'In disease control, we cannot afford to have half-measures,' said Agri-Food and Veterinary Authority (AVA) chief executive officer Ngiam Tong Tau yesterday. 'If it's not done well, then it leaves a weakness in the system that could allow the disease to come into Singapore.'

The nine licensed farms and 17 residents who rear chickens and ducks on the island have until Junec 16 to get rid of them. The AVA will buy any remaining birds at market prices, it said. From June 17, no one will be allowed to keep, breed, sell or buy live poultry on the island.

Singapore has so far kept bird flu at bay, but it is now endemic in the region, with infections killing more than 50 people.

Experts have blamed backyard farming for the outbreaks, and the World Health Organisation fears the H5N1 strain could spawn the next global flu outbreak which could kill millions of people.

Singapore remains on high alert against the deadly virus, with both the Health Ministry and AVA monitoring the situation closely. AVA, for example, said samples of up to 1,000 birds have been tested for the virus every month since April last year. They are from local and imported poultry, birds from the Singapore Zoo and Jurong BirdPark, migratory birds and imported ornamental birds.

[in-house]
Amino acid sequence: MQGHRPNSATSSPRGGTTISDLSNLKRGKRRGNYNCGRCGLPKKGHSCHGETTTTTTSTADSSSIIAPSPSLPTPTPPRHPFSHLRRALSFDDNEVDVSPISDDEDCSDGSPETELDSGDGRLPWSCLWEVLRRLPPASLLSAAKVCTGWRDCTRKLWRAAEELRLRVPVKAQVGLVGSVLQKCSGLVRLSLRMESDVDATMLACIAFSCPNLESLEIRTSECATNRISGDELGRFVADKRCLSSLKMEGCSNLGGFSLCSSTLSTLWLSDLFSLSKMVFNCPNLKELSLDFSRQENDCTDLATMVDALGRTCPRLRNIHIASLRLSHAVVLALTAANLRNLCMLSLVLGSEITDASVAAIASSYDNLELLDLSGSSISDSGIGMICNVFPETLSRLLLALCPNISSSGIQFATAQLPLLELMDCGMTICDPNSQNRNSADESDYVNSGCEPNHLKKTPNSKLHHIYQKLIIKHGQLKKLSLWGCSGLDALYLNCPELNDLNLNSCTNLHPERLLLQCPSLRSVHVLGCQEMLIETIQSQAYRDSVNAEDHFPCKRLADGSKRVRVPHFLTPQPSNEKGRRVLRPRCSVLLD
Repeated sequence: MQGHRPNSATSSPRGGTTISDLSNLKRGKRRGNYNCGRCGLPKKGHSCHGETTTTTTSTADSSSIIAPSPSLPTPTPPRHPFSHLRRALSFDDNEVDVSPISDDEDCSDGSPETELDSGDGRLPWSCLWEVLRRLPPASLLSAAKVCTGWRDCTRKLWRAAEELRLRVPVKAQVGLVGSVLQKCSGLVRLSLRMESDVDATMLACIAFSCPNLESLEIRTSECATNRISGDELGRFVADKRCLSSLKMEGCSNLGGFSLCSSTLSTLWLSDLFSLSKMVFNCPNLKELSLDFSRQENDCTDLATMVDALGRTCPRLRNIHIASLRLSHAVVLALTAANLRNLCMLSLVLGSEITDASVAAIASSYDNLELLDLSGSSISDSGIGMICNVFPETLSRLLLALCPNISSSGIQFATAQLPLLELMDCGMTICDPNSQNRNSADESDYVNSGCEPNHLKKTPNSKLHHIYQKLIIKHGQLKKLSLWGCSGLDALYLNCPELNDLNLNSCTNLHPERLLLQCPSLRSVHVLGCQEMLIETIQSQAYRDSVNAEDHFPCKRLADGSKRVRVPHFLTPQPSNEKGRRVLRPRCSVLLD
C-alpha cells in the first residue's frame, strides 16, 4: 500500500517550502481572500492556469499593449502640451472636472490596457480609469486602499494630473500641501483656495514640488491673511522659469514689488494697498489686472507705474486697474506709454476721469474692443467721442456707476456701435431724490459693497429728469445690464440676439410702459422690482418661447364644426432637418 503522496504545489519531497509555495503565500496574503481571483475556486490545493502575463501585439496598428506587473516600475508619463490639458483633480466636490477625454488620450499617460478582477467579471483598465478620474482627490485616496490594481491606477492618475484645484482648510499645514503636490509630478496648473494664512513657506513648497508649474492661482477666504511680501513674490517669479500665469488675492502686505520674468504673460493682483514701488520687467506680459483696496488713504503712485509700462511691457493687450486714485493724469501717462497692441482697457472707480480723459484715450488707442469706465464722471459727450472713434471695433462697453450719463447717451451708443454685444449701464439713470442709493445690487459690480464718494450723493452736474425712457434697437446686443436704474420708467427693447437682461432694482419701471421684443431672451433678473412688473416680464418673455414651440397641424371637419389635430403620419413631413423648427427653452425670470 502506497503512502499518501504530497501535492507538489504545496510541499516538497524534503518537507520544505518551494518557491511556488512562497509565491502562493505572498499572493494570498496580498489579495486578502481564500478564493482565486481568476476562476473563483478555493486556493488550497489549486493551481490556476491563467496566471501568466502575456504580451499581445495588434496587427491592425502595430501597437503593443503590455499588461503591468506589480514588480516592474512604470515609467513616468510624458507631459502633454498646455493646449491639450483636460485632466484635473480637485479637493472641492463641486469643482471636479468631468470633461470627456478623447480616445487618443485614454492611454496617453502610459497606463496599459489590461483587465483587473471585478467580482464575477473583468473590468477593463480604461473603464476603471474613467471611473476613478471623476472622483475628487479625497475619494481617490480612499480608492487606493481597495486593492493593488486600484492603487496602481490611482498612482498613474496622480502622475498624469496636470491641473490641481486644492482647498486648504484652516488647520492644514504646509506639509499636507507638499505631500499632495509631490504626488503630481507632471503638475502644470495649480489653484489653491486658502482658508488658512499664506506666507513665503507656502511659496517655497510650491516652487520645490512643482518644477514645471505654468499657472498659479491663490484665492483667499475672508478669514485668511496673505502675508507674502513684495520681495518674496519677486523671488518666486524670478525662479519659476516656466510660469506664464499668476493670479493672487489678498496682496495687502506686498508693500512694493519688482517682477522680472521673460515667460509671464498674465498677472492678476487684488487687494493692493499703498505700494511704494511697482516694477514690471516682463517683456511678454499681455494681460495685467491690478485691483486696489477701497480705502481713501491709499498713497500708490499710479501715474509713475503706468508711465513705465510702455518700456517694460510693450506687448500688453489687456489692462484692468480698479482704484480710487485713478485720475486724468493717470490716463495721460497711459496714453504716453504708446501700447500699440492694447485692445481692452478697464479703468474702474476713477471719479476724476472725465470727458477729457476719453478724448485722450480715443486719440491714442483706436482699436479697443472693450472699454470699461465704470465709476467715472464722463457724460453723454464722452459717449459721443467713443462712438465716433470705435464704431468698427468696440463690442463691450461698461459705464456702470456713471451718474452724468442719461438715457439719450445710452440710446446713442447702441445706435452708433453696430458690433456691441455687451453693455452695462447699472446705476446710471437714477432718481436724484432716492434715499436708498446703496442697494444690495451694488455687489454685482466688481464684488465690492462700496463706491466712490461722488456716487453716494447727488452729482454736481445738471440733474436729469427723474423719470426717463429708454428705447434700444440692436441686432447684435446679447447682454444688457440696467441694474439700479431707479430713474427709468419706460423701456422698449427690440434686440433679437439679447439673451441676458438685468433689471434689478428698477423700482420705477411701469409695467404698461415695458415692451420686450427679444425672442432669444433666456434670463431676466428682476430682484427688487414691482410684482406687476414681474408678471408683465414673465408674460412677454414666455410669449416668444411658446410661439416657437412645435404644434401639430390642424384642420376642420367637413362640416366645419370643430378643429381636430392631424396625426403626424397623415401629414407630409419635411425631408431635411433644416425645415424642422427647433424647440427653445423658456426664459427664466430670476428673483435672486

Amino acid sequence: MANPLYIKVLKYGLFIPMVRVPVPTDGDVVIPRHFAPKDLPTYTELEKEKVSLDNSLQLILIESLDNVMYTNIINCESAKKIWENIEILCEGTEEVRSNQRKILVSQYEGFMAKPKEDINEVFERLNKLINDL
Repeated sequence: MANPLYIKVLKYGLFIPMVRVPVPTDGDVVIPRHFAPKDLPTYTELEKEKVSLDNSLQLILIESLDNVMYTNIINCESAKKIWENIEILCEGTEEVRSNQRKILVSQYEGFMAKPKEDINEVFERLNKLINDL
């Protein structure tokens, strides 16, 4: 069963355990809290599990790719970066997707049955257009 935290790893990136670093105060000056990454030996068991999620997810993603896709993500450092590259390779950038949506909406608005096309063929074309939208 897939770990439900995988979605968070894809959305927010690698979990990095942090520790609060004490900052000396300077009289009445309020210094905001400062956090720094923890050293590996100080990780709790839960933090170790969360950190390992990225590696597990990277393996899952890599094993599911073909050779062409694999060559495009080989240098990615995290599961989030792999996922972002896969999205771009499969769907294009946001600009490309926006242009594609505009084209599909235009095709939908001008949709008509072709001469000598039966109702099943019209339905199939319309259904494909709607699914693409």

The ban on Pulau Ubin extends the restriction imposed last year, when AVA prohibited farms and homes on the island from keeping more than 10 poultry each. They also had to be caged properly to stop them mixing with wild birds.

But some people continued to let their fowl roam free, despite checks and reminders from AVA officers. Also, the number of birds kept on the island has risen from 225 late last year to about 300.